The Engineer’s Guide to Embedded iPaaS and Unified APIs

Written by Chris Wood

The means to integrate with software-as-a-service (SaaS) providers has become an absolute must in how we build systems today. The vast majority of applications rely on integrations with SaaS APIs to provide embedded functionality regardless of the industry or vertical and, as the Gartner 2023 Global Software Buyers Guide shows, is a very important factor in acquiring new solutions. This need for integration in our applications has spawned two different styles of integration platforms - Embedded iPaaS and Unified APIs - both of which provide apparently similar features and functionality.

Embedded IPaaS vs Unified APIs

From the perspective of a software engineer, however, the way to use and implement the two approaches can be very different. Making an effective choice between Embedded iPaaS and Unified APIs as an engineer means unpacking their key features and then understanding how that might impact how you do your job effectively.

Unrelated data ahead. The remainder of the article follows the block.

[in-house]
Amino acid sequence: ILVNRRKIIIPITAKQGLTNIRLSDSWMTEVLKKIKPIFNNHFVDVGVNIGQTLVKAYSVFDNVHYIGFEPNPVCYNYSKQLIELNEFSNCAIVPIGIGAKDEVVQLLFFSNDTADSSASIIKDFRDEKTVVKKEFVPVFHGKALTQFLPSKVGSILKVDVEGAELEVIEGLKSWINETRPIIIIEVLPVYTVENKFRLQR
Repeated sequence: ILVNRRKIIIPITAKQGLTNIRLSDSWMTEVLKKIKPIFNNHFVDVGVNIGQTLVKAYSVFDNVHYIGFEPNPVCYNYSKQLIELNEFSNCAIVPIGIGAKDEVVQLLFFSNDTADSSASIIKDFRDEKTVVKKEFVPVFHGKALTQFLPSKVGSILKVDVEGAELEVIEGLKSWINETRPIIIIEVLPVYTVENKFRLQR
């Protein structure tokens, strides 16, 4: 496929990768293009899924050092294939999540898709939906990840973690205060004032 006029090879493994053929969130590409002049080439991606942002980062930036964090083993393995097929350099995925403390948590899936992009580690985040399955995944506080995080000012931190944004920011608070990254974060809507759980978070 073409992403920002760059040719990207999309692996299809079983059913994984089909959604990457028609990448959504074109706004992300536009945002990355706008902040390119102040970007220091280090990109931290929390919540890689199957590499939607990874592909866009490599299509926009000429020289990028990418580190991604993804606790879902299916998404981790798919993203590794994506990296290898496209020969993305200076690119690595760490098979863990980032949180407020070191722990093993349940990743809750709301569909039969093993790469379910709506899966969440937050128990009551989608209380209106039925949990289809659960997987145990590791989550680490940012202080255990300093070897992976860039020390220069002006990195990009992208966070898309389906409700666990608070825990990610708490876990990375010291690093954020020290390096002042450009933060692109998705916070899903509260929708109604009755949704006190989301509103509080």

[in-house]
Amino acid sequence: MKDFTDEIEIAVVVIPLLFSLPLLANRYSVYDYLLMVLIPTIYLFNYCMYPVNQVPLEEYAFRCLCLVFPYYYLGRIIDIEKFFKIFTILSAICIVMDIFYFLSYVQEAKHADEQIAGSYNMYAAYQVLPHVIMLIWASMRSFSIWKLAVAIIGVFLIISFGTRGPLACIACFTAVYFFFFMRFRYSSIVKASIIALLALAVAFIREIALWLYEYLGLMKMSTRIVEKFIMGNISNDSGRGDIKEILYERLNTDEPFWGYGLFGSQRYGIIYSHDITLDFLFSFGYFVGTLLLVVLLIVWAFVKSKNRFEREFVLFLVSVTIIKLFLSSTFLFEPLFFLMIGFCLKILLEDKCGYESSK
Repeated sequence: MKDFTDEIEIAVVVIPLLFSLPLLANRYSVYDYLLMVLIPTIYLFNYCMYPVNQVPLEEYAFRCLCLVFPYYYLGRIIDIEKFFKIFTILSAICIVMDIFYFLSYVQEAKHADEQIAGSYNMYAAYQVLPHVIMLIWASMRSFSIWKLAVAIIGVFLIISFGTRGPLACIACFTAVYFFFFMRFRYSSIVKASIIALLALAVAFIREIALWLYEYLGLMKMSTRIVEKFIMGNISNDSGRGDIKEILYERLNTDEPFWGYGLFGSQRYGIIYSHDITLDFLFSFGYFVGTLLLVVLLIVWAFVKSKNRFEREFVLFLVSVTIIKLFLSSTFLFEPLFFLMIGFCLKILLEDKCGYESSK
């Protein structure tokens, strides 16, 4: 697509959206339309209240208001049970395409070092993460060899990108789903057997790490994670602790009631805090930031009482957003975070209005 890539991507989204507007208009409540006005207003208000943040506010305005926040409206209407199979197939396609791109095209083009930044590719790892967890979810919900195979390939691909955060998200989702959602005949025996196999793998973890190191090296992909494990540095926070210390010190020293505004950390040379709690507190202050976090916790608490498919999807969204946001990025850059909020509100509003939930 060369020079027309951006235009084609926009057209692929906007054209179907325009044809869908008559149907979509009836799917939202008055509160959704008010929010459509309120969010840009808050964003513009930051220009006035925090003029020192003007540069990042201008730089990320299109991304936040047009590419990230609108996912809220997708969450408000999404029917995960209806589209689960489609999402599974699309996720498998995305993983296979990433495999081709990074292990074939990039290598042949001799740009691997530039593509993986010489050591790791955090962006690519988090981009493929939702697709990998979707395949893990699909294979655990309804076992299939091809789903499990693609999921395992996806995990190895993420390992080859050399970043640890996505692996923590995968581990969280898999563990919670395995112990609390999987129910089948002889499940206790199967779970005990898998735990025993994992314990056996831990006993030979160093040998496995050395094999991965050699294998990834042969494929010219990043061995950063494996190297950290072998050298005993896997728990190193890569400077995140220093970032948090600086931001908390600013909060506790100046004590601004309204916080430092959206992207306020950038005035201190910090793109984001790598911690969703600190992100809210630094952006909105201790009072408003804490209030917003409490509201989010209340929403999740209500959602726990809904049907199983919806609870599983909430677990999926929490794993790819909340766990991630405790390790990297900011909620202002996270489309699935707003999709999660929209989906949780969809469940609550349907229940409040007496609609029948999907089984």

What is Embedded iPaaS?

Embedded iPaaS (Integration Platform as a Service) is an integration style that has grown in significance over several years. It offers the means to create complex, multi-step workflows that can be initiated from your application code using an SDK or API. Embedded iPaaS platforms are cloud-based and offer a suite of "connectors" that provide the means to listen to or invoke actions at a cloud-based SaaS platform. Examples of connectors in Embedded iPaaS platforms include adding a contact in Salesforce, adding a new employee to BambooHR, listening for new orders on Shopify, and so on.

The "Embedded" in Embedded iPaaS refers to the key difference with traditional iPaaS platforms, namely that workflows can be bundled with your application and executed by your customer. Depending on your use case customers can authenticate at, for example, their Salesforce instance using your application, authorize access, and then use your application together with the workflows you've bundled with it. This may sound trivial, but the means to create complex multi-step workflows.